A team from Italy investigated whether the benefit from oral anticoagulant therapy for idiopathic deep venous thrombosis persists after the regimen is discontinued.
267 patients with a first episode of idiopathic proximal deep venous thrombosis, who had completed 3 months of oral anticoagulant therapy, were enrolled in the study. These were randomly assigned to the discontinuation of oral anticoagulants or to their continuation for 9 additional months.
The primary outcome measure was recurrence of symptomatic, objectively confirmed venous thromboembolism during at least 2 years of follow-up.
The researchers found that, of the 134 patients assigned to continued oral anticoagulant therapy, 21 had a recurrence of venous thromboembolism (15.7%, average follow-up of 37.8 months), compared with 21 of 133 patients assigned to the discontinuation of oral anticoagulant therapy (15.8%, average follow-up of 37.2 months), resulting in a relative risk of 0.99.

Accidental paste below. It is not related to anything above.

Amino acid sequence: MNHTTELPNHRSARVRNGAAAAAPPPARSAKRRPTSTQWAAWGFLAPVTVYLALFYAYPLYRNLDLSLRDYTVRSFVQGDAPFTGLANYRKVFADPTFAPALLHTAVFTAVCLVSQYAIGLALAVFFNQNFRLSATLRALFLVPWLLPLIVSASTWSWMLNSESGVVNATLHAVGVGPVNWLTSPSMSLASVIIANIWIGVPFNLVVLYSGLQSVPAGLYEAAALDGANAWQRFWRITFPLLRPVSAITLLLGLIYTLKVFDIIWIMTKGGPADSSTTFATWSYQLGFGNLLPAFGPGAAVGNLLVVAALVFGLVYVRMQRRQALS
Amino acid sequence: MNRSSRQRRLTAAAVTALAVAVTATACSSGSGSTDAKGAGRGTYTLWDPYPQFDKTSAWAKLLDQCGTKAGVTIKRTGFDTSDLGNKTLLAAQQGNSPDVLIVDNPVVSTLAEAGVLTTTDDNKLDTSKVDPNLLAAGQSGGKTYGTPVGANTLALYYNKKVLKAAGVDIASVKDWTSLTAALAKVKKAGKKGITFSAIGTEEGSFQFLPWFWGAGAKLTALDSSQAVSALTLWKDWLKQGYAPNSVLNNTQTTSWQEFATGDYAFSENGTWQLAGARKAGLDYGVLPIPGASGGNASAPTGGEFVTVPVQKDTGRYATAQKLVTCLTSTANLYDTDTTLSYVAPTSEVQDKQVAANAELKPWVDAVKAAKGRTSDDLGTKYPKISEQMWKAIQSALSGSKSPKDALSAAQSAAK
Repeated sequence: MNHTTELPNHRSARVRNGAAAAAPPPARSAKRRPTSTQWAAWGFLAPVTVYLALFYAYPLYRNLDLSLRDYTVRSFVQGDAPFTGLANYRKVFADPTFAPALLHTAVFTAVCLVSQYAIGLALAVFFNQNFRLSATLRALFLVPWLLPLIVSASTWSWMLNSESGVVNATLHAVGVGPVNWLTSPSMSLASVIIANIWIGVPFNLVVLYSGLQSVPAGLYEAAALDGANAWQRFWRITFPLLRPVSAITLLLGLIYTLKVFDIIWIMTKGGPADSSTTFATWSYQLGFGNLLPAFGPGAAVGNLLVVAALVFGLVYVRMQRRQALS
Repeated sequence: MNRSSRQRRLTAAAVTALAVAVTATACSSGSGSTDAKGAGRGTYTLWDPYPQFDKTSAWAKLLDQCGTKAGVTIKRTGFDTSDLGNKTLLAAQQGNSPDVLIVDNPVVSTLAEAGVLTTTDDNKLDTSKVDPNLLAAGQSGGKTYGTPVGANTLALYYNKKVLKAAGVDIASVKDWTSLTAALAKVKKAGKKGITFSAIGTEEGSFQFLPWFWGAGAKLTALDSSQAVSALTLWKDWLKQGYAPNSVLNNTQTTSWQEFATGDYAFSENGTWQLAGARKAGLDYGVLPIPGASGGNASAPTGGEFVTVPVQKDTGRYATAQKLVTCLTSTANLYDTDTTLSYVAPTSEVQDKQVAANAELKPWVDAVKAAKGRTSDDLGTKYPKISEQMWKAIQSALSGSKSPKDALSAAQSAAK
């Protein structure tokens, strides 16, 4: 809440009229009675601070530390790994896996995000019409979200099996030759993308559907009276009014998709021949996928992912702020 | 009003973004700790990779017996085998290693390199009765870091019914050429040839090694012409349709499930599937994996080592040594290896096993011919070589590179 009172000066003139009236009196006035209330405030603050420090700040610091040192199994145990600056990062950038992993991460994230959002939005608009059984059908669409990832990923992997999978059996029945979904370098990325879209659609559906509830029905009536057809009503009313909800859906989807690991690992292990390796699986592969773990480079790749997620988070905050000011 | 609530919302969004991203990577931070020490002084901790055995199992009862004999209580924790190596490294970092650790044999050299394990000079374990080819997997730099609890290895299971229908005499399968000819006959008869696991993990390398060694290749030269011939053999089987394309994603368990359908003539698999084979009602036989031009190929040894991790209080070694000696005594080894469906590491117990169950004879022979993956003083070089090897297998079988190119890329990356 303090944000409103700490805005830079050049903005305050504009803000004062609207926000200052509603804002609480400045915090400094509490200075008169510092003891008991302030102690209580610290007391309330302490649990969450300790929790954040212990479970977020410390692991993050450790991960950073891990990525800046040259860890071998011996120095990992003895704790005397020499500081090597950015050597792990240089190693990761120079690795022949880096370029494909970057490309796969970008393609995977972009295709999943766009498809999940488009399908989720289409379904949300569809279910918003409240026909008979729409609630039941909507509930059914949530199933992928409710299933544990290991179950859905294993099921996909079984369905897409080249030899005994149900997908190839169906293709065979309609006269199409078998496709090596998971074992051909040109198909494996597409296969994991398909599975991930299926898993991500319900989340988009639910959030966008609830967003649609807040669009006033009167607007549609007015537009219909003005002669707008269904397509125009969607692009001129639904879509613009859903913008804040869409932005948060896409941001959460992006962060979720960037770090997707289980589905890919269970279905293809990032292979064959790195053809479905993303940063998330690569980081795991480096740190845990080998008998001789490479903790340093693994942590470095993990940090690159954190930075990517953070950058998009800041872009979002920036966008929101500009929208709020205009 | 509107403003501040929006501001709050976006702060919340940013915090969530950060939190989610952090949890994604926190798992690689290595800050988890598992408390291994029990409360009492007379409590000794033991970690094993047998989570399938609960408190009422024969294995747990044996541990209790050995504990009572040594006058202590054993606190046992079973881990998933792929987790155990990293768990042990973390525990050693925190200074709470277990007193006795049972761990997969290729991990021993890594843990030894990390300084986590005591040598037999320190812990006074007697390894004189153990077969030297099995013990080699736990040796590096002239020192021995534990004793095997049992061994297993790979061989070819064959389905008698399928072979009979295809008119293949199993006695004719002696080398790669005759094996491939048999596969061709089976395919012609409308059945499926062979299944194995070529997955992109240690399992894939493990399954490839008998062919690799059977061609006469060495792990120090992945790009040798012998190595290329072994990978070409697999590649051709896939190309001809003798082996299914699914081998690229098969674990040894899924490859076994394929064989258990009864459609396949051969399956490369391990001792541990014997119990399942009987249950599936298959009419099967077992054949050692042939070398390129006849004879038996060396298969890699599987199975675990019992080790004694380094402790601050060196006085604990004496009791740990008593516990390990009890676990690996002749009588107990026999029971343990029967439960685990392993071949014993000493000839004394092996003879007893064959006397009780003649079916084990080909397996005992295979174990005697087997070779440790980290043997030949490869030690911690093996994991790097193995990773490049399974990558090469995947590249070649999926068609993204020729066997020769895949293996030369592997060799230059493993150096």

|DVT recurrence is not reduced after stopping anticoagulation. |
|New England Journal of Medicine|
During the initial 9 months after randomization, 1 patient had a recurrence while receiving oral anticoagulant therapy (0.7%), as compared with 11 of the patients assigned to the discontinuation of oral anticoagulant therapy (8.3%).
The incidence of recurrence after the discontinuation of treatment was 5.1% per patient-year in patients in whom oral anticoagulant therapy was discontinued after 3 months. This was 5% per patient-year in patients who received an additional 9 months of oral anticoagulant therapy.
None of the recurrences were fatal.
Four patients had non-fatal major bleeding during the extended period of anticoagulant therapy (3%).
Dr Giancarlo Agnelli, of the Università di Perugia, Perugia, concluded on behalf of fellow authors, "In patients with idiopathic deep venous thrombosis, the clinical benefit associated with extending the duration of anticoagulant therapy to one year is not maintained after the therapy is discontinued."